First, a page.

Rice is the staple diet of the people in Sri Lanka and is the single most important crop occupying 34 % (870,000 hectares) of the total cultivated area. On average 560,000 hectares are cultivated during the main season(Maha) and 310,000 ha during the second season, Yala. About 1.8 million farmer families are engaged in paddy cultivation island-wide.
The recent performance in the paddy cultivation & harvest has been poor partly due to (a) adverse weather conditions (b) inconsistent government policies (c) lack of clear direction and focus on efficient implementation of government policies. After experiencing a 50 per cent plunge during the ‘Maha’ season in 2016/17, it is expected a further drop of 50% during the ‘Yala’ season due to the drought prevailed in the dry zone. The total expected paddy output in 2017 would be 2.4 Million Metric Tons, which is the lowest during the last ten years.
According to Census and Statistics Department, the overall ‘Agricultural activities’ have reported a negative growth rate of 3.3 percent in the third quarter of 2017, which is the lowest growth rate since 2010. As a result, the ‘Agriculture sector’ has reported negative growth rates over the last 7 quarters.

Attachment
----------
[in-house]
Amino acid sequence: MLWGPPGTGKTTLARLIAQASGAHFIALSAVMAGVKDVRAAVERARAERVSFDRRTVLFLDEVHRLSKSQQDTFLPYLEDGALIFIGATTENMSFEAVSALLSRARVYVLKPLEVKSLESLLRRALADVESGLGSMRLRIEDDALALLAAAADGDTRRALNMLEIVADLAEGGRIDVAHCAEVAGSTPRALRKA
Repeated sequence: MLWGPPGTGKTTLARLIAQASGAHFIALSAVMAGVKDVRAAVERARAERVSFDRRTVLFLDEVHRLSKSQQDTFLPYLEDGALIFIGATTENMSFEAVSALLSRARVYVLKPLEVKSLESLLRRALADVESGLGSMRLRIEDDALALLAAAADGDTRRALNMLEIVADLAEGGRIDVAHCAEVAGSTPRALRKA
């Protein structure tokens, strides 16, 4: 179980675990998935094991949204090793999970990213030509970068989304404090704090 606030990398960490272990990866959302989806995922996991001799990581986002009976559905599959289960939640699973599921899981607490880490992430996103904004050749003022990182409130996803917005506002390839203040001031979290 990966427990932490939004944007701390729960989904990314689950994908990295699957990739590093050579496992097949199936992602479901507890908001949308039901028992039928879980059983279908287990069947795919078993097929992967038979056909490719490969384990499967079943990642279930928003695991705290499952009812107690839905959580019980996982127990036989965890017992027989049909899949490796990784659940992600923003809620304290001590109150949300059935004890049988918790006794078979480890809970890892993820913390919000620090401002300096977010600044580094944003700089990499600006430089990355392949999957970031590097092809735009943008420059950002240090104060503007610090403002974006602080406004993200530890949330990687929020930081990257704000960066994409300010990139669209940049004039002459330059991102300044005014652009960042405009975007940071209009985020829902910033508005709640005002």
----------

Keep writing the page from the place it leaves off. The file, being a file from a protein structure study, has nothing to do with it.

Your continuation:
Total rice requirement for the year 2018 would be 2.4 million metric tons. In terms of paddy cultivation, it works out to a total paddy harvest of 3.6 million metric tons per year in order to meet the total requirement of rice consumption in Sri Lanka. During the latter part of 2017, the policy makers and the government cut import taxes on rice and the traders were allowed to import 800,000 more metric tons of rice in order to prevent possible rice shortages in the country. As per the ‘Rice Importers Association’, over 50 per cent of the rice available in the market by end of 2017 is imported.
There seems to be no ‘focused and strategic approach’ with clear policy directives to improve this vital sector. As a result, a ‘daily labour’ in the agriculture sector and the rain-fed paddy farmers together with their families were among the livelihood groups most affected. In addition, country has to spend unnecessarily much needed ‘foreign exchange’ on account of importing additional quantities of rice and wheat floor in order to meet the shortfall in consumption…..”
-Jayampathy Molligoda & Thusitha Bandara